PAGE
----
The Grand Jury.
The Grand Jury has been called together for the 3d of December. We are informed that the Jury will investigate the killing of the Mexican by Henry Bucklin at Scott some time ago. Several other cases may receive the attention of the jury. Lafayette Gazette 11/17/1900.
Two Splendid Entertainments.
Mr. Bolling Arthur Johnson, well-known journalistic and literary circles, will appear at Falk's Opera-house on Wednesday, Nov. 21, with his most interesting and instructive production of the "Paris Fair of 1900" and on Sunday, Nov. 25, with that universally admired production, known as the Passion Play." Both these subjects will be illustrated on canvas by pictures of great artistic worth. It is needless to say these entertainments are highly recommended, for wherever Mr. Johnson has placed them on the stage they have elicited the highest encomiums from press and pulpit. The "Passion Play," properly presented, is a treat of great merit, while the presentation, in beautiful colors of the attractions of the Paris Fair, will afford pleasure and instruction of every one. We believe Manager Falk has been fortunate in opening the season with an entertainment of such high order. Lafayette Gazette 11/17/1900.
Rates on Cotton.
Judge O. C. Mouton returned Wednesday morning from Baton Rouge where he appeared before the Railroad Commission in behalf of Mr. James Magee, a cotton planter of St. Landry parish. Mr. Magee appeals to the commission for a reduction of freight rates on uncompressed cotton from Opelousas to New Orleans. The present rate between those two points is $1.75 per bale and Mr. Magee asks for a reduction of 25 cents, making the rate $1.50, the same as is charged from Lafayette to New Orleans. One dollar per bale of compressed cotton is the rate from either Lafayette or Opelousas to New Orleans. This tact is offered to show that the railroad company can carry uncompressed cotton from Opelousas on the same terms accorded shippers from Lafayette. In other words, it is argued, that the reasons which caused the company to give both points the same rate on compressed cotton should prevail as to the uncompressed article.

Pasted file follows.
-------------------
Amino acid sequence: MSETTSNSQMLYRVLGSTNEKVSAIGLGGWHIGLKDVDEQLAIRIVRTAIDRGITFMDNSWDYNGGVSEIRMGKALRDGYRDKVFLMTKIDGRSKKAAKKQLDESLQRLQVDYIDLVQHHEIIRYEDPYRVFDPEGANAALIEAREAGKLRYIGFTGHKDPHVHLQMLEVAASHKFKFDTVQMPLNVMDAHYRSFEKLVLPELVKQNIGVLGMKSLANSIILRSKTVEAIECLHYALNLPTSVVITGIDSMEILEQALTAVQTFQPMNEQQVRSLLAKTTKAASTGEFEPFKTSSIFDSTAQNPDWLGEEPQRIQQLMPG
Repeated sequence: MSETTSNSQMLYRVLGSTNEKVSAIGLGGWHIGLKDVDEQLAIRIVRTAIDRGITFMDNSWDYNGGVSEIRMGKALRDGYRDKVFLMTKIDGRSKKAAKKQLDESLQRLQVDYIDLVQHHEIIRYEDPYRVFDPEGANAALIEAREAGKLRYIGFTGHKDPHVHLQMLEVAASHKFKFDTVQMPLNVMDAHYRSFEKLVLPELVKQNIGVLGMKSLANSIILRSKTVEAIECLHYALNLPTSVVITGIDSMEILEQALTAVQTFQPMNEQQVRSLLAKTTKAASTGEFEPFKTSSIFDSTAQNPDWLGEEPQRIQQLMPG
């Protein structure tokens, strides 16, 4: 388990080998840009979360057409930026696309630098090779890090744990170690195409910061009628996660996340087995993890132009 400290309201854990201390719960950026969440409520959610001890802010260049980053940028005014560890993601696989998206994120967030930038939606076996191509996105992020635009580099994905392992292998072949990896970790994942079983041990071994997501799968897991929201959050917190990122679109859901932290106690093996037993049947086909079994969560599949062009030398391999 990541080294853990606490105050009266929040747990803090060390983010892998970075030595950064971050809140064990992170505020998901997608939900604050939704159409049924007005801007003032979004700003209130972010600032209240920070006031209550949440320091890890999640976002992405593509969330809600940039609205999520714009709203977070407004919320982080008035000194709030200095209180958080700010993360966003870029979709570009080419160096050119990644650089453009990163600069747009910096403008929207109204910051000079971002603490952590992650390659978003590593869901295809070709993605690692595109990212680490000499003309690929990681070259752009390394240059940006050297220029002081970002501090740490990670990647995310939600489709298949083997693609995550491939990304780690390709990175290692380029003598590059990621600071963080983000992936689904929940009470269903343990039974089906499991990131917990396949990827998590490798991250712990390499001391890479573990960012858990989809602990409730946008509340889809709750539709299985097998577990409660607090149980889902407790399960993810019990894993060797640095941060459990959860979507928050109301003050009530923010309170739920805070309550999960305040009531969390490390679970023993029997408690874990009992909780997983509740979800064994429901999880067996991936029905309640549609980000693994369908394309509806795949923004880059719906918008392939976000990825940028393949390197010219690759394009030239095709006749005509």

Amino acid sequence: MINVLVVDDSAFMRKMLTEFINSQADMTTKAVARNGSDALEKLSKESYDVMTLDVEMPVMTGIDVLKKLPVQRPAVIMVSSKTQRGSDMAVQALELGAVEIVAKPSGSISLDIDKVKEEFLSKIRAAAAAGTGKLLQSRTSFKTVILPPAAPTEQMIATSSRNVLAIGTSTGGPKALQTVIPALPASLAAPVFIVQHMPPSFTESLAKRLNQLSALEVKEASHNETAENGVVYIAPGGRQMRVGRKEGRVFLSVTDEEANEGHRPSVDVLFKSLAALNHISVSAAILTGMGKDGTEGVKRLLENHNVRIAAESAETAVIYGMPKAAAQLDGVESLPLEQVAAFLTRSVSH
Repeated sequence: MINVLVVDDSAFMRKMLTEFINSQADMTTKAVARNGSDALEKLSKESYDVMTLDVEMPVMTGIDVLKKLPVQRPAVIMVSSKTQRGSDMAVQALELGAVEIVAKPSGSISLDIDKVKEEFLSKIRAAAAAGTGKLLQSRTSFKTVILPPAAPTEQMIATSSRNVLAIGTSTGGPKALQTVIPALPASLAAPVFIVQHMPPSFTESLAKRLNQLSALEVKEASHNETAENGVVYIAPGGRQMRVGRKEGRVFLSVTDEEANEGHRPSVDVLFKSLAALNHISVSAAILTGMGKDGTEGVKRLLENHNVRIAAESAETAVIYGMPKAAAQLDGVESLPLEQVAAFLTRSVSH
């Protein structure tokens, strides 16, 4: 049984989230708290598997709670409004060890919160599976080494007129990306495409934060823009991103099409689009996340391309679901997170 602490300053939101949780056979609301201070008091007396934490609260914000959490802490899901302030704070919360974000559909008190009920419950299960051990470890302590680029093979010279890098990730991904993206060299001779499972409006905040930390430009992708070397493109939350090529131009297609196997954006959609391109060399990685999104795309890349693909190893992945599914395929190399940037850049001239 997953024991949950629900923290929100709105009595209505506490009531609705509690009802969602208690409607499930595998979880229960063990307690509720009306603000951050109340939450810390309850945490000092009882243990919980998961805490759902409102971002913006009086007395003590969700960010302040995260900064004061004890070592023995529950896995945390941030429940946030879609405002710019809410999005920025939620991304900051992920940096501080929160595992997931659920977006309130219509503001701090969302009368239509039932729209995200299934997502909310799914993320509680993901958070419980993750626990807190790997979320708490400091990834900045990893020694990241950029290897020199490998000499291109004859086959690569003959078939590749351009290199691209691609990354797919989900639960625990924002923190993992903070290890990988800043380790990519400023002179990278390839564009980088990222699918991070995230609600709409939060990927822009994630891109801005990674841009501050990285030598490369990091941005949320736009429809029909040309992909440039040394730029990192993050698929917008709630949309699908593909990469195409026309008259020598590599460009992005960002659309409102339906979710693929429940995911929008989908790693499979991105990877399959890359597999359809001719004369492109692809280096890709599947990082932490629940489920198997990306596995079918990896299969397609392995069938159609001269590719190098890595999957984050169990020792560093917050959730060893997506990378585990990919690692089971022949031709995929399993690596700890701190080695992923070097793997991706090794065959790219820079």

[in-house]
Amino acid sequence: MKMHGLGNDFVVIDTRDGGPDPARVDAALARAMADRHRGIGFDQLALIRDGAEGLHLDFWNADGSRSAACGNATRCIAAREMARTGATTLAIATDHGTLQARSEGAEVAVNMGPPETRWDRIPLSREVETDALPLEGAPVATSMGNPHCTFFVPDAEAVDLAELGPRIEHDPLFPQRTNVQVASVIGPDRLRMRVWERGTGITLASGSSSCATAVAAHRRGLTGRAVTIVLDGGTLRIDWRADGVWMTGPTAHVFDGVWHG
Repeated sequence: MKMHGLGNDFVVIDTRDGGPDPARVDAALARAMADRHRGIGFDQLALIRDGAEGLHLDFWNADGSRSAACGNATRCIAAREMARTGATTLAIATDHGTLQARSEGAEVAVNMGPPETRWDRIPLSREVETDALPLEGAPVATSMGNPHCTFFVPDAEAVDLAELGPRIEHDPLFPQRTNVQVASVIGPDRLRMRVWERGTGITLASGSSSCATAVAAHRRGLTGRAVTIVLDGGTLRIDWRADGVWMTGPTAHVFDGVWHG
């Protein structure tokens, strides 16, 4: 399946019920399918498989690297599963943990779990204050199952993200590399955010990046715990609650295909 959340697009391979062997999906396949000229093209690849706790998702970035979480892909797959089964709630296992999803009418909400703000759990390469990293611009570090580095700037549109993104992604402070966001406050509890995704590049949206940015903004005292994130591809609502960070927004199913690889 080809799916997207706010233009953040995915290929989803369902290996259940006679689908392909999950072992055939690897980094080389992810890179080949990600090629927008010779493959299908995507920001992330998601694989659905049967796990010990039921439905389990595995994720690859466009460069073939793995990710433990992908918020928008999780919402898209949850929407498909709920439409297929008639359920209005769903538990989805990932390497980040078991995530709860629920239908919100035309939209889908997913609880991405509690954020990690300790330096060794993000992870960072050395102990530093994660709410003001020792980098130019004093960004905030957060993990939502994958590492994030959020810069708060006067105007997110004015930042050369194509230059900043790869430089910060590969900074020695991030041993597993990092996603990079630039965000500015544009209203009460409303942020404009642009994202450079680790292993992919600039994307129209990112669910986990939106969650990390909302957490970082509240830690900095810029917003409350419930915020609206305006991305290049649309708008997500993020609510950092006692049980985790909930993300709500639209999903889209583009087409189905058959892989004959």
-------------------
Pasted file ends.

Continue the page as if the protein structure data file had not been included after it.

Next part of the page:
The Commission has taken the case under advisement. Lafayette Gazette 11/17/1900.
City Council Proceedings.
Lafayette, La., Nov. 13, 1900.
A special meeting of the City Council was held this day, Mayor Chas. D. Caffery presiding. Members present: H. Hohorst, C. O. Mouton, J. O. Mouton, Geo. A. DeBlanc. Absent: J. E. Martin, F. E. Girard, F. Demanade.
The object of the meeting was to consider the proposition of Mr. H. J. Malochee, of New Orleans, representing the firm of Coleman and Malochee, civil, mechanical, and electrical engineers, who proposes to supervise the W. W. & E. L. plant of the city, making necessary tests and reporting on same monthly, reducing the actual cost of operation, etc., for an annual fee of $600, payable in monthly installments of $50.
Moved by C. O. Mouton, seconded by Geo. A. DeBlanc, that said proposition be laid over to next regular meeting for consideration. Motion carried.
There being no further business the Council adjourned.
Lafayette Gazette 11/17/1900.
Selected News Notes (Gazette) 11/17/1900.
Miss Jane Whittington, daughter of Mr. John Whittington, has gone to New Orleans to accept a position as telegraph operator.
Judge Julian Mouton has gone to New Iberia to hold a term of the circuit court.
Mr. Alexander, the contractor, has begun work on Mr. J. A. Roy's residence to be built near the Industrial Institute.
H. A. Eastin is painting the building of the First National Bank.
We publish the Southern Pacific schedule this week, showing the recent changes which have been made in the running of trains. Lafayette Gazette 11/17/1900.
From the Lafayette Advertiser of November 17th, 1894:
One of Lafayette's Most Promising Youths:
Letter To the Editor of the Lafayette Advertiser.
Dear Friend: Being one of those who believes that knowledge, merit and success deserve recognition everywhere and at all times, I take the liberty to request, and I trust you will allow me, a short space for a few words in your progressive and interesting paper, regarding one of Lafayette's most promising youths.